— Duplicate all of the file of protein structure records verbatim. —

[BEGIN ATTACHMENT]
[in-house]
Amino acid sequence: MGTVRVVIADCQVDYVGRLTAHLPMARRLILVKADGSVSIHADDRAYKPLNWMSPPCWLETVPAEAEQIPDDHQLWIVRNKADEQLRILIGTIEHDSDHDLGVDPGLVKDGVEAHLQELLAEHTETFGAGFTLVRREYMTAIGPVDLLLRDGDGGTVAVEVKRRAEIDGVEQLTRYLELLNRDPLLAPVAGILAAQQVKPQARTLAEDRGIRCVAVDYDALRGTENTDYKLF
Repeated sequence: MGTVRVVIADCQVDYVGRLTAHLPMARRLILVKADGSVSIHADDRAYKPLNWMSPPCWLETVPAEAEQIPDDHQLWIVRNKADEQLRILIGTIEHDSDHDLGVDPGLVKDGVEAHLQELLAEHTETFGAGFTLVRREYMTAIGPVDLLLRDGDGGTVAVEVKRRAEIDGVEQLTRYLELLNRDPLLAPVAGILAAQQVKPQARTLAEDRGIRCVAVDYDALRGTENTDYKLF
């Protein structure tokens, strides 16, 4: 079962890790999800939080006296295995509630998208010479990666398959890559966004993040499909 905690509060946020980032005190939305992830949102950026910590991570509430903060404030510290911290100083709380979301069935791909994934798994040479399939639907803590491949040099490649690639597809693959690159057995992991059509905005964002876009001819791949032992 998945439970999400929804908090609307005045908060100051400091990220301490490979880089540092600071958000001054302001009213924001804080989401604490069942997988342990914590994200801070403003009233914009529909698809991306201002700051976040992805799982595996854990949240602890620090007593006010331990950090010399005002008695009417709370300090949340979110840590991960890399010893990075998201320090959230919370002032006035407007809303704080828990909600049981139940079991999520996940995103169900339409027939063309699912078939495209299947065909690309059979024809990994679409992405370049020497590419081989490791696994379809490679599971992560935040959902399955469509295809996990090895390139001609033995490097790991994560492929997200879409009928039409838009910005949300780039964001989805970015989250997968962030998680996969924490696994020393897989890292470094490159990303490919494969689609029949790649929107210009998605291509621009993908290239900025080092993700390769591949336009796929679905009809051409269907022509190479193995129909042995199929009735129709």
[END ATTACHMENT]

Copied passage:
[in-house]
Amino acid sequence: MGTVRVVIADCQVDYVGRLTAHLPMARRLILVKADGSVSIHADDRAYKPLNWMSPPCWLETVPAEAEQIPDDHQLWIVRNKADEQLRILIGTIEHDSDHDLGVDPGLVKDGVEAHLQELLAEHTETFGAGFTLVRREYMTAIGPVDLLLRDGDGGTVAVEVKRRAEIDGVEQLTRYLELLNRDPLLAPVAGILAAQQVKPQARTLAEDRGIRCVAVDYDALRGTENTDYKLF
Repeated sequence: MGTVRVVIADCQVDYVGRLTAHLPMARRLILVKADGSVSIHADDRAYKPLNWMSPPCWLETVPAEAEQIPDDHQLWIVRNKADEQLRILIGTIEHDSDHDLGVDPGLVKDGVEAHLQELLAEHTETFGAGFTLVRREYMTAIGPVDLLLRDGDGGTVAVEVKRRAEIDGVEQLTRYLELLNRDPLLAPVAGILAAQQVKPQARTLAEDRGIRCVAVDYDALRGTENTDYKLF
């Protein structure tokens, strides 16, 4: 079962890790999800939080006296295995509630998208010479990666398959890559966004993040499909 905690509060946020980032005190939305992830949102950026910590991570509430903060404030510290911290100083709380979301069935791909994934798994040479399939639907803590491949040099490649690639597809693959690159057995992991059509905005964002876009001819791949032992 998945439970999400929804908090609307005045908060100051400091990220301490490979880089540092600071958000001054302001009213924001804080989401604490069942997988342990914590994200801070403003009233914009529909698809991306201002700051976040992805799982595996854990949240602890620090007593006010331990950090010399005002008695009417709370300090949340979110840590991960890399010893990075998201320090959230919370002032006035407007809303704080828990909600049981139940079991999520996940995103169900339409027939063309699912078939495209299947065909690309059979024809990994679409992405370049020497590419081989490791696994379809490679599971992560935040959902399955469509295809996990090895390139001609033995490097790991994560492929997200879409009928039409838009910005949300780039964001989805970015989250997968962030998680996969924490696994020393897989890292470094490159990303490919494969689609029949790649929107210009998605291509621009993908290239900025080092993700390769591949336009796929679905009809051409269907022509190479193995129909042995199929009735129709």